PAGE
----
In the meantime, AJ finds himself attracted to Madeline (Blythe Gruda), the school librarian, who offers a tempting alternative to his troubled and distant wife. He also takes a special interest in one of his students, Kevin (the too cute and clever J. Bradley Bowers), a precocious middle-schooler who lost both parents on 9/11.

One other character in the play is Travis (Clayton Dean Smith), a homeless, psychotic Vietnam vet, whose role probably has something to do with redemption, but is never made sufficiently clear.

The real reason for Des's post-9/11 anxiety is only revealed toward the end of the play. And when this happens, the audience is totally unprepared, which mitigates the effectiveness of what might have been a very moving scene.

In fact it's on an emotional level that Crossing Brooklyn is least successful. Sandra Goldmark's austere set and Cumming's choreographed blocking, along with the chorus's commentary give the play a Brechtian distance that just doesn't work in this instance. Although Crossing Brooklyn is head and shoulders above the sentimental 9/11 claptrap we are sometimes subjected to, one wishes the playwright and director had found some way of engaging the audience on a more personal level and made the characters more likable and moving.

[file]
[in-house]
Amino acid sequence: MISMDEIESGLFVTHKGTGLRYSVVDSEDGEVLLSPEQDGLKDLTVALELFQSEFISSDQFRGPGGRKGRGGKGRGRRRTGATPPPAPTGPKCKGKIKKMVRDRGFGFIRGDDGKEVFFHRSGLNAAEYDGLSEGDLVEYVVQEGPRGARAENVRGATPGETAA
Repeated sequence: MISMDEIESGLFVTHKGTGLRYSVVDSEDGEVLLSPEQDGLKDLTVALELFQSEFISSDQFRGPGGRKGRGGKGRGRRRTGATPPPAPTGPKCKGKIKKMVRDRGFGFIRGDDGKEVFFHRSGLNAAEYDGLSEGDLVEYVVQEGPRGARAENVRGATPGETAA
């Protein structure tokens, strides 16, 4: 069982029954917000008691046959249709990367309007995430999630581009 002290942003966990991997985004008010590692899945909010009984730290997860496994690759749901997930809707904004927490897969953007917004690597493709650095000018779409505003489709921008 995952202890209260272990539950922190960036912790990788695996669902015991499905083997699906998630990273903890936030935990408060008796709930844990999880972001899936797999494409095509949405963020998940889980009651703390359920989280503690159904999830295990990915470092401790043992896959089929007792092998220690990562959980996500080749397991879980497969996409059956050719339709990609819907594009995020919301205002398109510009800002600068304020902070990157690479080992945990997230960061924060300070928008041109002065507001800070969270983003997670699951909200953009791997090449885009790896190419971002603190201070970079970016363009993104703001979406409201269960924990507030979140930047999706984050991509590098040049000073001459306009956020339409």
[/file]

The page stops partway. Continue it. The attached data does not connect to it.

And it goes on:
The symbolic crossing of Brooklyn Bridge at the end of the play is rendered with visual perfection by cables drawn down and across the stage. But the moment is marred by lengthy and repetitive song that is not saved by Fellner and Ryness's strong and beautiful voices.

Giering gives too many of the 24 musical numbers an excess of nervous energy and too few the kind of tenderness only melody can supply. Sometimes songs appear in scenes that would be better served by dialogue which goes deeper than "How can he leave me here like this? How can I leave her here like this? Do I stay? Do I go? Do I run? Does she know?" Crossing Brooklyn tries to remove sentimentality from 9/11 through an abstract, experimental treatment. It may be that it is just too early for such an attempt. Or it may be that Giering and Harrington need to find another way to tell their story.